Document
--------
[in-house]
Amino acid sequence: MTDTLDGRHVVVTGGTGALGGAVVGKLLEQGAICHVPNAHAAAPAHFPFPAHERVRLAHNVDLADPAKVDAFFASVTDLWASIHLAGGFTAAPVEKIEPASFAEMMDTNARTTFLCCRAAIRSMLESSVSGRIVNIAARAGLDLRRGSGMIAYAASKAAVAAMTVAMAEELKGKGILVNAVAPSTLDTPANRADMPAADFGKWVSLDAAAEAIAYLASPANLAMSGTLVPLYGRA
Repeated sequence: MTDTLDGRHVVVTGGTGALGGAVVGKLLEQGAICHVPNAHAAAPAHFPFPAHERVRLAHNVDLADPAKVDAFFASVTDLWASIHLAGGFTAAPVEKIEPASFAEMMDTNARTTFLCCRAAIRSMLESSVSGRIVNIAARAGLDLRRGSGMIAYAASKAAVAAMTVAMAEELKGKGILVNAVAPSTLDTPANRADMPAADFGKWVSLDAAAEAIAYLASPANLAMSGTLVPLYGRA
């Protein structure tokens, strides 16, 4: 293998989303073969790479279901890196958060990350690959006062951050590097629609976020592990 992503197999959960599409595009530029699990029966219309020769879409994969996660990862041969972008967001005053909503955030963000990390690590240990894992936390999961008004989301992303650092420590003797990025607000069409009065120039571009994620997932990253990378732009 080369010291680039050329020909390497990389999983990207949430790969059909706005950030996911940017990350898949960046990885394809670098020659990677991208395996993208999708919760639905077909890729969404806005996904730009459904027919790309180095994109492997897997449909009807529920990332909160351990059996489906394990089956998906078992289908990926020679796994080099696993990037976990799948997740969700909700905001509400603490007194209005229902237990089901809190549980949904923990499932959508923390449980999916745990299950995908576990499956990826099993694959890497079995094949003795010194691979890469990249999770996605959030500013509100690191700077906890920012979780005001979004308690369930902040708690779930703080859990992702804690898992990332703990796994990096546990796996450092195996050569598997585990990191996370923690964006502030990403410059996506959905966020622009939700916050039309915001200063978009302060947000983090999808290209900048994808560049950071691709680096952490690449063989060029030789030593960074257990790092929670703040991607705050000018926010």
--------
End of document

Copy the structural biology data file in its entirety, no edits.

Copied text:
[in-house]
Amino acid sequence: MTDTLDGRHVVVTGGTGALGGAVVGKLLEQGAICHVPNAHAAAPAHFPFPAHERVRLAHNVDLADPAKVDAFFASVTDLWASIHLAGGFTAAPVEKIEPASFAEMMDTNARTTFLCCRAAIRSMLESSVSGRIVNIAARAGLDLRRGSGMIAYAASKAAVAAMTVAMAEELKGKGILVNAVAPSTLDTPANRADMPAADFGKWVSLDAAAEAIAYLASPANLAMSGTLVPLYGRA
Repeated sequence: MTDTLDGRHVVVTGGTGALGGAVVGKLLEQGAICHVPNAHAAAPAHFPFPAHERVRLAHNVDLADPAKVDAFFASVTDLWASIHLAGGFTAAPVEKIEPASFAEMMDTNARTTFLCCRAAIRSMLESSVSGRIVNIAARAGLDLRRGSGMIAYAASKAAVAAMTVAMAEELKGKGILVNAVAPSTLDTPANRADMPAADFGKWVSLDAAAEAIAYLASPANLAMSGTLVPLYGRA
């Protein structure tokens, strides 16, 4: 293998989303073969790479279901890196958060990350690959006062951050590097629609976020592990 992503197999959960599409595009530029699990029966219309020769879409994969996660990862041969972008967001005053909503955030963000990390690590240990894992936390999961008004989301992303650092420590003797990025607000069409009065120039571009994620997932990253990378732009 080369010291680039050329020909390497990389999983990207949430790969059909706005950030996911940017990350898949960046990885394809670098020659990677991208395996993208999708919760639905077909890729969404806005996904730009459904027919790309180095994109492997897997449909009807529920990332909160351990059996489906394990089956998906078992289908990926020679796994080099696993990037976990799948997740969700909700905001509400603490007194209005229902237990089901809190549980949904923990499932959508923390449980999916745990299950995908576990499956990826099993694959890497079995094949003795010194691979890469990249999770996605959030500013509100690191700077906890920012979780005001979004308690369930902040708690779930703080859990992702804690898992990332703990796994990096546990796996450092195996050569598997585990990191996370923690964006502030990403410059996506959905966020622009939700916050039309915001200063978009302060947000983090999808290209900048994808560049950071691709680096952490690449063989060029030789030593960074257990790092929670703040991607705050000018926010």